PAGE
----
Why Texas Could Remain a Republican Stronghold for Another Generation

The midterms reveal Democrats have more work to do if they want to turn Texas blue.

Battleground Texas is determined to make Texas a Democratic battleground, but the midterm elections prove Republicans aren't ceding Latino voters in Texas to Democrats without a fight.

It's no surprise that Texas Republicans easily won statewide races in an election cycle when President Obama's approval rating was underwater and low turnout favored the GOP. But the highlight for Republicans is that statewide candidates gained ground with Hispanic voters, a group that Battleground Texas was counting on to turn Texas from red to blue.

Battleground's founder and former Obama campaign operative Jeremy Bird had long pointed out that if the 4.2 million eligible Latino voters in Texas were all registered to vote, and the majority showed up to the polls, the demographic shift would be enough to empower Democrats in the state. That assumed, however, that Texas Republicans were not going to make a successful play for the Latino vote.

The Republican Party of Texas, after all, voted over the summer to no longer support in-state tuition for immigrants who'd been brought to the U.S. illegally as children. And, the state's two Republican senators made a statement on where they stood on immigration when they voted against a comprehensive bill in the Senate that would have given deportation relief to millions.

Still, Republicans in Texas fought this cycle on what has long been thought of as Democratic turf. The Republican National Committee hired seven full-time staffers from Latino communities to manage outreach efforts from San Antonio to Dallas, and volunteers across the country made contact with 850,000 Latino voters over the phone and face-to-face.

What Republicans found in Texas was that even as the national party had struggled over the years to win Latino voters, showing up often and early in Latino communities was a good way to begin to repair the party's fractured relationship with Hispanic constituents.

"This election is a sign that we absolutely can make gains," says Jenny Korn, an outreach director for Latino communities at the Republican National Committee.

Governor-elect Greg Abbott won with 44 percent of the Latino vote, and Sen. John Cornyn won 48 percent, both improvements over the 38 percent Gov. Rick Perry earned when he was elected in 2011 for his third term.

Republican strategists in the state point out tha  Abbott made 17 visits to the heavily Hispanic Rio Grande Valley during his campaign and ran months' worth of ads featuring his Latina wife and mother-in-law. His campaign ran his first Spanish-language spot during the World Cup game between Mexico and Brazil.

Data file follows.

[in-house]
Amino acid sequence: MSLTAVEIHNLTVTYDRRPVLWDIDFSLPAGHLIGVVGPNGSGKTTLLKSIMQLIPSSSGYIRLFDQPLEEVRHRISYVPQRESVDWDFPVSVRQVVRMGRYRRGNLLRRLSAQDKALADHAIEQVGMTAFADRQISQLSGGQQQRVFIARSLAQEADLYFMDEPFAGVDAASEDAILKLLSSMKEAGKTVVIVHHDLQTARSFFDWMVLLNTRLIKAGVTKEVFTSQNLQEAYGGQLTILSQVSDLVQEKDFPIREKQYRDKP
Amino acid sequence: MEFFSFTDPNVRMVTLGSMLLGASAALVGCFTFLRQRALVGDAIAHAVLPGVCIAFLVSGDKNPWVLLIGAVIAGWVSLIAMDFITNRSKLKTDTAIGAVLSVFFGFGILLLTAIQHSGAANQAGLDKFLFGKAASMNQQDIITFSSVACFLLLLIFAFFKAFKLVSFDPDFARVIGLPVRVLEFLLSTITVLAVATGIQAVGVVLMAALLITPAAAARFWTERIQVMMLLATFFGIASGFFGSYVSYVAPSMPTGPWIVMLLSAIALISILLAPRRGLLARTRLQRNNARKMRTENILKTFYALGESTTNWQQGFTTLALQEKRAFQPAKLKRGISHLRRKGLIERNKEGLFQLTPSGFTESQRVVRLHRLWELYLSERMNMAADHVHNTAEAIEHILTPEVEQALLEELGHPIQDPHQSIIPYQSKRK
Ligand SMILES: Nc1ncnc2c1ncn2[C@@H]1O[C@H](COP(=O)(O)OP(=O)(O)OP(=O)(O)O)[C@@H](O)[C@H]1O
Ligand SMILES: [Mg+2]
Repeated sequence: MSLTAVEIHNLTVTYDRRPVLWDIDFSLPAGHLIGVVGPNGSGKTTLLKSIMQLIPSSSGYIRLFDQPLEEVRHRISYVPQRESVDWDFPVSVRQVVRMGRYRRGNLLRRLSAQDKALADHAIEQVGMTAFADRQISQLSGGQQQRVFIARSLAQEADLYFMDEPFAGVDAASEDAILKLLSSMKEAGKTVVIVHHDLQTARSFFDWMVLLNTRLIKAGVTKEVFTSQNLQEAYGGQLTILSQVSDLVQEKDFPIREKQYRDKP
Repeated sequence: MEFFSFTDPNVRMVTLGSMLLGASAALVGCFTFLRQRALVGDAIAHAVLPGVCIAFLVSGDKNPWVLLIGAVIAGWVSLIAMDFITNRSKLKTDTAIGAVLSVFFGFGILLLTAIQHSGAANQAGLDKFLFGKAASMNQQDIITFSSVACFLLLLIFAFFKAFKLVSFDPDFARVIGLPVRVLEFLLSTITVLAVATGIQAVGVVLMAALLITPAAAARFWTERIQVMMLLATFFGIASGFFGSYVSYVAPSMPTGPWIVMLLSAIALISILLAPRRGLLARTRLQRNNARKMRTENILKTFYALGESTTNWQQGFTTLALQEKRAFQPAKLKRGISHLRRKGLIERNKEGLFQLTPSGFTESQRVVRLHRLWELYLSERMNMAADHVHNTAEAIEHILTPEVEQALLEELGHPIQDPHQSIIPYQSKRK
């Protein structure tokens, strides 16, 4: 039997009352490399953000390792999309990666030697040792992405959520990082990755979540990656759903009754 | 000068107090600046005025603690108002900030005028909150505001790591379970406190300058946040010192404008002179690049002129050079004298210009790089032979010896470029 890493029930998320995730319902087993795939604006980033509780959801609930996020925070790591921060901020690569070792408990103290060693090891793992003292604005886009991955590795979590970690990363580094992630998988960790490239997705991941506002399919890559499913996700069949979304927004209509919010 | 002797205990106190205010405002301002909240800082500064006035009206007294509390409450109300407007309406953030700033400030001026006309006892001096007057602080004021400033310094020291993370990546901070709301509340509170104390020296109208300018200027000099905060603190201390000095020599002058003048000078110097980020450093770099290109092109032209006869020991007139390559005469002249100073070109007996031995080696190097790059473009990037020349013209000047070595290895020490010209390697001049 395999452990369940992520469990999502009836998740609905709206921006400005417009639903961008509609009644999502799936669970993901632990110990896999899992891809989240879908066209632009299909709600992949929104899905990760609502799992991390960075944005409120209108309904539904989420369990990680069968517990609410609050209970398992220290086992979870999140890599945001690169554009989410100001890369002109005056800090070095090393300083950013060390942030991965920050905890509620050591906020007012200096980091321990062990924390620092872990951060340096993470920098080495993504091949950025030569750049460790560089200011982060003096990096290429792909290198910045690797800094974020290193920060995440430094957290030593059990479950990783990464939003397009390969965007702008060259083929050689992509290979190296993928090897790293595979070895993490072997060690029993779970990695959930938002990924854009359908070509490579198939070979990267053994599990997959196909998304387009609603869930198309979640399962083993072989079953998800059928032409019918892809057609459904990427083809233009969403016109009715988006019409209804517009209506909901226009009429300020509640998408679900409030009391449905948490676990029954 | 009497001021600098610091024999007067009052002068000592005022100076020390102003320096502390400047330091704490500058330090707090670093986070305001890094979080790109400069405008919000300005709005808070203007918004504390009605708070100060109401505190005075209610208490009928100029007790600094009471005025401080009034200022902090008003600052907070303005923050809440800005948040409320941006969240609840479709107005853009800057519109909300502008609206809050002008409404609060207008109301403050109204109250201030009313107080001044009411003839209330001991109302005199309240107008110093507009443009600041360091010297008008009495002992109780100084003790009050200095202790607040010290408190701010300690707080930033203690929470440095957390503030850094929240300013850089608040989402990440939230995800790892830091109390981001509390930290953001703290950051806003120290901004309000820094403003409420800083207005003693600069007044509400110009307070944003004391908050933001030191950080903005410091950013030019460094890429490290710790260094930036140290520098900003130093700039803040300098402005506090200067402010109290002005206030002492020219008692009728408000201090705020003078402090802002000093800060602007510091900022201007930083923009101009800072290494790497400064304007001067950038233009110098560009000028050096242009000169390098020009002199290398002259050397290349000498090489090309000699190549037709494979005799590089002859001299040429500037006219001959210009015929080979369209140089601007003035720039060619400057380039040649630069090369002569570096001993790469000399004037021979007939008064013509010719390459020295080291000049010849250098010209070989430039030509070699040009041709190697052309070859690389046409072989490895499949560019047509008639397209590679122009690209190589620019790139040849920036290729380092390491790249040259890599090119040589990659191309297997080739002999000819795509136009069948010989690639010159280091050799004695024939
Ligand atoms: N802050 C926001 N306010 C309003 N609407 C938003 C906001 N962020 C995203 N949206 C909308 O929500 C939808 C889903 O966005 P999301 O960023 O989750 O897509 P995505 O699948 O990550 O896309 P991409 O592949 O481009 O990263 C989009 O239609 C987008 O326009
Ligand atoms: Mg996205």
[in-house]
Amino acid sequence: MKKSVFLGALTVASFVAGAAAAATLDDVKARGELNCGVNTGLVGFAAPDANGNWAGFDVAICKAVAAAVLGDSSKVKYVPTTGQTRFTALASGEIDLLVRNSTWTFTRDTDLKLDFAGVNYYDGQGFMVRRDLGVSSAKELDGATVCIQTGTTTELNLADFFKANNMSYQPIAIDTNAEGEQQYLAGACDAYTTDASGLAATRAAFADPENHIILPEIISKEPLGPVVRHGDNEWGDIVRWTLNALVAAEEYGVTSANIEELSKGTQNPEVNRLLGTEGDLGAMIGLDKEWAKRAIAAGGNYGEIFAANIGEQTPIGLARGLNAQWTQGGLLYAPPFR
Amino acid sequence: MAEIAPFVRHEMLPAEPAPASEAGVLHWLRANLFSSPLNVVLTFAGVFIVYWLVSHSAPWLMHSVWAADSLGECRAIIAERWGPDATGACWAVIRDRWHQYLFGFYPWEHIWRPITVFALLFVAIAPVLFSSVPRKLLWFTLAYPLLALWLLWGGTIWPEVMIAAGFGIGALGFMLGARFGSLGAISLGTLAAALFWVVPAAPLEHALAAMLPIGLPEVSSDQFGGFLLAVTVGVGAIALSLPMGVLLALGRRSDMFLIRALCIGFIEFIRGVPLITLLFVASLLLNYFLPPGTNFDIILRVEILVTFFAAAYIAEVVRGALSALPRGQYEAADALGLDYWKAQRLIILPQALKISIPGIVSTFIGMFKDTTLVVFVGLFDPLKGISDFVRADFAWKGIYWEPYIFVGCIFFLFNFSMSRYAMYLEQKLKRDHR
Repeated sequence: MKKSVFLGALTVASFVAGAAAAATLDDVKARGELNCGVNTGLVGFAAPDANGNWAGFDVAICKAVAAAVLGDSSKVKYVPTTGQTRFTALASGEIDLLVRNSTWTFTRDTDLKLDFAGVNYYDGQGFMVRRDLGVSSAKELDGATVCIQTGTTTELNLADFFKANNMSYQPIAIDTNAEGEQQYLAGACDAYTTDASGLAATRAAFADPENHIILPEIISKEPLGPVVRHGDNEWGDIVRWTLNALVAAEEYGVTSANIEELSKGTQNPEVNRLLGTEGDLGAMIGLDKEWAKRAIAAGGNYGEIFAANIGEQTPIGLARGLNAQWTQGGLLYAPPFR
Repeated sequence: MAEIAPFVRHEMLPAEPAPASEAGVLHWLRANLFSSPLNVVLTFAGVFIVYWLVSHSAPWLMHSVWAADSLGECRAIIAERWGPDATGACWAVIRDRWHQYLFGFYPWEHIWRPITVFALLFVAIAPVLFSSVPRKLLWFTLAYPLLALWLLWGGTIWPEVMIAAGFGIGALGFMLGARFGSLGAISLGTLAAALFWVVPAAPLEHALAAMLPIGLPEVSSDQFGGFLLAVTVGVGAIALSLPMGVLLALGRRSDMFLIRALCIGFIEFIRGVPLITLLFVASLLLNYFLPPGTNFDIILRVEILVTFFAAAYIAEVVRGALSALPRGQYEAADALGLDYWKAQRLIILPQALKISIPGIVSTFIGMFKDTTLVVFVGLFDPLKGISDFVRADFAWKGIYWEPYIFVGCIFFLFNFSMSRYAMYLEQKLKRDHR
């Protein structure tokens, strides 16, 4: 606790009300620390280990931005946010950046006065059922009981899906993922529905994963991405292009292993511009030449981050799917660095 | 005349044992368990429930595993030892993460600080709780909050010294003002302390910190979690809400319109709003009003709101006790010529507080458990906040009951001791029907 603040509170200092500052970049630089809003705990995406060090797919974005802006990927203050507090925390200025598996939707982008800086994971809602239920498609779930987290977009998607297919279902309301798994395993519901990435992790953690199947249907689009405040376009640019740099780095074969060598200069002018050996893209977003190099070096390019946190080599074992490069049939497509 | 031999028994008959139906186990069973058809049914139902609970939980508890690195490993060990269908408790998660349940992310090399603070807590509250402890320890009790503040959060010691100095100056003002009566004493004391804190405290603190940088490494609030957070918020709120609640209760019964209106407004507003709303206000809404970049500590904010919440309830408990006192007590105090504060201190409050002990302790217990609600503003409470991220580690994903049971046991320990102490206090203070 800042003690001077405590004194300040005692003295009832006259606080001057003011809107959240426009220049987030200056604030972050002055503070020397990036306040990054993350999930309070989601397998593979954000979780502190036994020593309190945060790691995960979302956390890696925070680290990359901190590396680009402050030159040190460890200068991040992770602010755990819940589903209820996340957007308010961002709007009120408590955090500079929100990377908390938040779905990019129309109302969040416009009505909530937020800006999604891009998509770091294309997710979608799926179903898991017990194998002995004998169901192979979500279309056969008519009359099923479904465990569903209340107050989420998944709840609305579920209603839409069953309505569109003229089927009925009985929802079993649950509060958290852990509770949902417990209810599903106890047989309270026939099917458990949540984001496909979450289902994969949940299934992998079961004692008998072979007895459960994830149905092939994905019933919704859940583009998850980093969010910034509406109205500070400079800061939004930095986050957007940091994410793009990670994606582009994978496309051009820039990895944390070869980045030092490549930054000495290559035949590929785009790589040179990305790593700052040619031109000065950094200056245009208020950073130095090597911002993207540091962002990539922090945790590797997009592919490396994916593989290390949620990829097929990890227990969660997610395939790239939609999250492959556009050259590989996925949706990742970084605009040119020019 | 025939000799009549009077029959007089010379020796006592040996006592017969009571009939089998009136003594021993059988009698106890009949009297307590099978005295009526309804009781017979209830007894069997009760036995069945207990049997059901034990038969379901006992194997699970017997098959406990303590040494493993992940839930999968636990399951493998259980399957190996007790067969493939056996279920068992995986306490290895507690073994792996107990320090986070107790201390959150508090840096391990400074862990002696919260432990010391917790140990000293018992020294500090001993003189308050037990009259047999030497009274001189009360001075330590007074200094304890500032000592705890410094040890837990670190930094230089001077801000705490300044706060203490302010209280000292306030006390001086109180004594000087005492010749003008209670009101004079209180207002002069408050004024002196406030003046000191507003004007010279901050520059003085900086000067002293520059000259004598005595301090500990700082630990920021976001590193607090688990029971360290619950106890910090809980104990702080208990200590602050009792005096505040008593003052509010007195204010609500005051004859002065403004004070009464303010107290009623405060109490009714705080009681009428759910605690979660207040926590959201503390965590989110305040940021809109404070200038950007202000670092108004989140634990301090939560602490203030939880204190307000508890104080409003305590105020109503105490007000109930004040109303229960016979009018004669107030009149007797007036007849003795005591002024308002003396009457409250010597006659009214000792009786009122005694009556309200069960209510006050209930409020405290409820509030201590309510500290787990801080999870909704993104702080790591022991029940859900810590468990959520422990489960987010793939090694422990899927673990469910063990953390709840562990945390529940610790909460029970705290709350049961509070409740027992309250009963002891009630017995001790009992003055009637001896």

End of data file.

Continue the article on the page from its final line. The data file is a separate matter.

"The Latino voters cannot be taken for granted. The right candidate with the right message can make a difference," says Jorge Lima, the policy director for the LIBRE Institute, a nonprofit that promotes free-market principles in the Hispanic Community.

Another factor, Republicans say, that helped Abbott win Latino voters and undermined Democratic efforts in the state, was the candidate Abbott was running against. His Democratic opponent, Wendy Davis, had burst onto the national scene as a fierce defender of abortion rights. Latino voters, however, tend to be much more socially conservative than other Democratic constituencies. While reproductive rights might motivate millennials and single women voters, it's not an issue that drives Latinos to the polls for Democrats in droves.

"The results were partly a backlash against that blatant liberalism from the Davis campaign and from Battleground Texas," Texas-based Republican strategist Ray Sullivan says. "The message she delivered did not play with Hispanic Texans."

It wasn't just that Latinos were voting in higher numbers for Republicans, however. Many of the voters whom Battleground Texas boasted it had registered did not even show up.

According to the Houston Chronicle, Latino voters made up just under 20 percent of the midterm electorate, roughly the same as their turnout pattern in 2010.

Some Democrats have blamed voter-ID laws, while others have pointed to voter apathy and frustration with the president. Obama has promised immigration reform since the start of his presidency, but Latino voters still have not seen broad action.

Battleground Texas contends that its losses last week are just a temporary setback.

"Republicans (and even some Democrats) are calling Battleground Texas a 'failure,' " Jenn Brown, Battleground's executive director, wrote in a memo Tuesday on the group's website. "I know that the losses last week were tough, and there has been a lot of negativity in the aftermath of the election. But I want you to look forward with me. Because we have work to do."

Brown pledged Battleground Texas will undergo an "extensive qualitative assessment" where leaders will contact voters who stayed home this election. Battleground Texas plans to analyze how it could have better motivated Democratic constituencies to get out to the polls.

But Republicans won't abandon their efforts on the ground in Texas, either. The RNC has pledged to stay the course in the Latino communities ahead of the 2016 presidential election.

"I think Battleground Texas came in speaking very boldly about what they were going to accomplish. They were not even close," Korn says. "I don't think they are going to be successful. All of our infrastructure is going to stay in all of our states."

Clarification: This story has been updated to reflect Battleground Texas' political timeline for Texas.